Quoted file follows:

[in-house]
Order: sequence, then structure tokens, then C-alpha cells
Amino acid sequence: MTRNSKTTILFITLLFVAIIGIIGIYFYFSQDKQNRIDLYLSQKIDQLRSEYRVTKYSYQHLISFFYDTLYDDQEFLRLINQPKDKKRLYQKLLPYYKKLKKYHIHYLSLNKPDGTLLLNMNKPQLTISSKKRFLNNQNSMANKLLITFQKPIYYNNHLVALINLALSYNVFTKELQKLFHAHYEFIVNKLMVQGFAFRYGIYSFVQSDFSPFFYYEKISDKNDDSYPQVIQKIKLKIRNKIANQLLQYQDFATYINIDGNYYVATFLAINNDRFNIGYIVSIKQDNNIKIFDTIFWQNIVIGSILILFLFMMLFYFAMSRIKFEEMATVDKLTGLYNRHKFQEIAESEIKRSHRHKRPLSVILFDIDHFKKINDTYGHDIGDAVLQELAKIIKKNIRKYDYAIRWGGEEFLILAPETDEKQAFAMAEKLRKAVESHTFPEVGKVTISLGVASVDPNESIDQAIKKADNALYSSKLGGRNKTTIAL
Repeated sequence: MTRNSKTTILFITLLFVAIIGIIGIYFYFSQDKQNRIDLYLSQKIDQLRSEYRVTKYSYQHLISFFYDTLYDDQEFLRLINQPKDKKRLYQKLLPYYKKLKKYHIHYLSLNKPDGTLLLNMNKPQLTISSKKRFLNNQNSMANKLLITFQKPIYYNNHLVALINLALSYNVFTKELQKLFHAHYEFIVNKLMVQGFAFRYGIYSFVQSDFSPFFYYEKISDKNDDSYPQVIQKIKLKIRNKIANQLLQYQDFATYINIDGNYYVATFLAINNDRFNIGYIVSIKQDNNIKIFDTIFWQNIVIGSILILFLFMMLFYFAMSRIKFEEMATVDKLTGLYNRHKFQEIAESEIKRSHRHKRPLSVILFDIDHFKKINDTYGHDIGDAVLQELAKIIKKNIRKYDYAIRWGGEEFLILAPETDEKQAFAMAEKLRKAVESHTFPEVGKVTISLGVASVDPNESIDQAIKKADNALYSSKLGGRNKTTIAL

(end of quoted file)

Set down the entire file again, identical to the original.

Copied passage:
[in-house]
Order: sequence, then structure tokens, then C-alpha cells
Amino acid sequence: MTRNSKTTILFITLLFVAIIGIIGIYFYFSQDKQNRIDLYLSQKIDQLRSEYRVTKYSYQHLISFFYDTLYDDQEFLRLINQPKDKKRLYQKLLPYYKKLKKYHIHYLSLNKPDGTLLLNMNKPQLTISSKKRFLNNQNSMANKLLITFQKPIYYNNHLVALINLALSYNVFTKELQKLFHAHYEFIVNKLMVQGFAFRYGIYSFVQSDFSPFFYYEKISDKNDDSYPQVIQKIKLKIRNKIANQLLQYQDFATYINIDGNYYVATFLAINNDRFNIGYIVSIKQDNNIKIFDTIFWQNIVIGSILILFLFMMLFYFAMSRIKFEEMATVDKLTGLYNRHKFQEIAESEIKRSHRHKRPLSVILFDIDHFKKINDTYGHDIGDAVLQELAKIIKKNIRKYDYAIRWGGEEFLILAPETDEKQAFAMAEKLRKAVESHTFPEVGKVTISLGVASVDPNESIDQAIKKADNALYSSKLGGRNKTTIAL
Repeated sequence: MTRNSKTTILFITLLFVAIIGIIGIYFYFSQDKQNRIDLYLSQKIDQLRSEYRVTKYSYQHLISFFYDTLYDDQEFLRLINQPKDKKRLYQKLLPYYKKLKKYHIHYLSLNKPDGTLLLNMNKPQLTISSKKRFLNNQNSMANKLLITFQKPIYYNNHLVALINLALSYNVFTKELQKLFHAHYEFIVNKLMVQGFAFRYGIYSFVQSDFSPFFYYEKISDKNDDSYPQVIQKIKLKIRNKIANQLLQYQDFATYINIDGNYYVATFLAINNDRFNIGYIVSIKQDNNIKIFDTIFWQNIVIGSILILFLFMMLFYFAMSRIKFEEMATVDKLTGLYNRHKFQEIAESEIKRSHRHKRPLSVILFDIDHFKKINDTYGHDIGDAVLQELAKIIKKNIRKYDYAIRWGGEEFLILAPETDEKQAFAMAEKLRKAVESHTFPEVGKVTISLGVASVDPNESIDQAIKKADNALYSSKLGGRNKTTIAL